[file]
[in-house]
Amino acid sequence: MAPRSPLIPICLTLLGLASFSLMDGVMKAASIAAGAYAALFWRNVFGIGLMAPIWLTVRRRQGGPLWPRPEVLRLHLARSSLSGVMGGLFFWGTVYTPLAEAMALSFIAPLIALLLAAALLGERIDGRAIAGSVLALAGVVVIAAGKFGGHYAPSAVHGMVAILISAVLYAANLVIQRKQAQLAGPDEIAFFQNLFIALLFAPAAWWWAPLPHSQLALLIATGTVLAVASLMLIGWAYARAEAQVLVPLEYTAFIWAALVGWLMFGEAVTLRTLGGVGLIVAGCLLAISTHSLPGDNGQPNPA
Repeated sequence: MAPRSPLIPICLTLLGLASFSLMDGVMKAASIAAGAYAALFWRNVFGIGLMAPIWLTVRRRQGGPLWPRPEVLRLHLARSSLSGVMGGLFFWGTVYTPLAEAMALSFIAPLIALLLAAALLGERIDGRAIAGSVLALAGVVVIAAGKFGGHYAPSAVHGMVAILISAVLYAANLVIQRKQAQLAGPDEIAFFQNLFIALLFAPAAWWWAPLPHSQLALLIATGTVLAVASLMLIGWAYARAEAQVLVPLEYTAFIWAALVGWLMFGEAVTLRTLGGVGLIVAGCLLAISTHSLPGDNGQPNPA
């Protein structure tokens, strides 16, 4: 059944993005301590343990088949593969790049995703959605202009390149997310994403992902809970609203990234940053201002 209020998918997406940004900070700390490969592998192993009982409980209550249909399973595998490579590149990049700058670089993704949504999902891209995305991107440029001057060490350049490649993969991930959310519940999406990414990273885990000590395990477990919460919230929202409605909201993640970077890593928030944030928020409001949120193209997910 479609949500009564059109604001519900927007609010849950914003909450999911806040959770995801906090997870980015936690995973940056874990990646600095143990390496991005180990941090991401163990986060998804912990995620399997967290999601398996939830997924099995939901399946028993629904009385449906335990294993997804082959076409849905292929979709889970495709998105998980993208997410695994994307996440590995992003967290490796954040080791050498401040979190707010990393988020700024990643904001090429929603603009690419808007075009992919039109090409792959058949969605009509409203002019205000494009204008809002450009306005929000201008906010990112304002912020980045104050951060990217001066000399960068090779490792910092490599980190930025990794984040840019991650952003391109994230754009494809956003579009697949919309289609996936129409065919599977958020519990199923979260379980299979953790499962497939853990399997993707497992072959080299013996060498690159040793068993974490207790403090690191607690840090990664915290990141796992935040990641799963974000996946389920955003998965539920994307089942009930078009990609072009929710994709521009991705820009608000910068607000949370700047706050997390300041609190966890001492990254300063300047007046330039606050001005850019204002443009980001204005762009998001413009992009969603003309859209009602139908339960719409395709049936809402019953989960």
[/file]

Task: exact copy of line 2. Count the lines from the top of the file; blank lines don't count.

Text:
Amino acid sequence: MAPRSPLIPICLTLLGLASFSLMDGVMKAASIAAGAYAALFWRNVFGIGLMAPIWLTVRRRQGGPLWPRPEVLRLHLARSSLSGVMGGLFFWGTVYTPLAEAMALSFIAPLIALLLAAALLGERIDGRAIAGSVLALAGVVVIAAGKFGGHYAPSAVHGMVAILISAVLYAANLVIQRKQAQLAGPDEIAFFQNLFIALLFAPAAWWWAPLPHSQLALLIATGTVLAVASLMLIGWAYARAEAQVLVPLEYTAFIWAALVGWLMFGEAVTLRTLGGVGLIVAGCLLAISTHSLPGDNGQPNPA